Why Indoor Air Quality Matters

NADS Blogman, checking in.

Let’s talk about the room you’re sitting in right now.

Unless you’re currently on a beach in the Seychelles (you lucky dog), there’s a good chance that you’re breathing polluted air.

You read that right. We’ve discussed the harmful effects of toxic chemicals in previous posts, but have primarily covered the issue of skin contact with products containing toxins, xenoestrogens, etc. So let’s branch out a little bit.

Today we’re going to be talking about air quality.

It’s estimated that the average human being spends 90% of his or her time inside of a building. When we think of air pollution, we think of smog-infested cities like LA, or Delhi. But indoor air pollution is on the rise as well, and the World Health Organization estimates that every year, 3.8 million people die prematurely from chemical exposure through indoor air pollution. Basically, there’s a good chance that merely existing in the building you’re in right now is detrimental to your health and well being. Yikes.

There are a vast number of products that contribute to indoor air pollution, but some of the main culprits include building materials, insulation, household cleaning items, carpeting, curtains, bed sheets, seat coverings, and of course, inorganic clothing (we can help you with that one).

Now don’t get us wrong–we’re big fans of organic products (obviously). But the rise of indoor air pollution is in part caused by the fact that organic compounds in everyday items can generate harmful gasses that build up and become concentrated in the average home, in both rural and industrial areas. These are called Volatile Organic Compounds, or VOCs, which are gasses emitted from various organic solids and liquids. Examples of some of these products, think: paints, varnishes, wax, cleaning and disinfecting chemicals, cosmetics, degreasing chemicals, hobby products and fuels, office equipment, even dry-cleaned clothing–all of which contain organic compounds in their makeups, and can release those compounds in gas form when they are used, and even when stored. These VOCs lead to a host of adverse health effects, including: eye, nose, and throat irritation; headaches and nausea; liver, kidney, and CNS damage; allergic skin reaction; fatigue; dizziness . . . the list goes on.

In short, VOCs are bad news.

But wait, there’s more . . .

Ozone is also a problem. Not the good ozone that exists in the atmosphere and which protects us from harmful UV rays. We’re talking about the bad ozone, the type that smog is made of, and which makes its way indoors during the Summer months, which we’re currently right in the middle of.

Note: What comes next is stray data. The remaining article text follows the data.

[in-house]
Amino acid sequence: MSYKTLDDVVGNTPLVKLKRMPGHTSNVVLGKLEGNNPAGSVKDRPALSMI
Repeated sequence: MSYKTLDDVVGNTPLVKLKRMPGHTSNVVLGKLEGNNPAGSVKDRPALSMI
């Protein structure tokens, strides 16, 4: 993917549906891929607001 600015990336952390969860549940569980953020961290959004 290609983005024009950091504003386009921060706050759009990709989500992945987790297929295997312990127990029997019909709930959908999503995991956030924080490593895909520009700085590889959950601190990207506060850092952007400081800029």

Scientists are only beginning to learn about the effects of indoor ozone, and conducted a recent study seeking to understand the effect it has when interacting with household items–in this case, our clothing.

Curiously, the study found that dirty clothes actually REDUCE indoor ozone levels, but that it comes at a cost to general human health (little paradox action eh?). The reason for this: dirty clothes contain human skin oils, which are often composed of fatty acids, wax esters, and squalene, all substances that absorb and remove ozone (especially squalene). In a process called squalene ozonolysis, the ozone is removed, but new VOCs are produced as a byproduct, such as carbonyls that can irritate the skin and the lungs. And while breathing in ozone is of course bad for your health, leaving dirty clothes around to remove ozone isn’t an ideal solution, due to the skin and lung irritants produced as a byproduct of ozone depletion, and also because it’d be gross and weird to do that.

To combat the effects of ozone indoors, you can do things like isolate dirty laundry to a less-used room of the house that people don’t usually frequent; open windows and doors when the weather permits; and turn on exhaust fans. Additionally, ozone can be reduced by eliminating synthetic cleaning compounds, and by choosing building materials that are certified as green (for a more in-depth look at what you can do to reduce indoor ozone, look here).

Now, we’re not necessarily scientists, but we’re going to recommend adding in another approach on top of the ones listed above: switch to organic clothing. Why? Because it’s more breathable, meaning less buildup of skin oils over the course of the day, which in turn might mean less production of VOCs. We don’t have a full fledged lab to test that theory out at the moment, but since we’re caught between a rock and hard place with either breathing in ozone, or its byproduct VOCs, it’s worth a shot until big science can prove us right or wrong.

If you want to test it out for yourself, here’s a good place to start. Let us know how you feel afterward.

Till next week fellas,

NADS Blogman, signing off.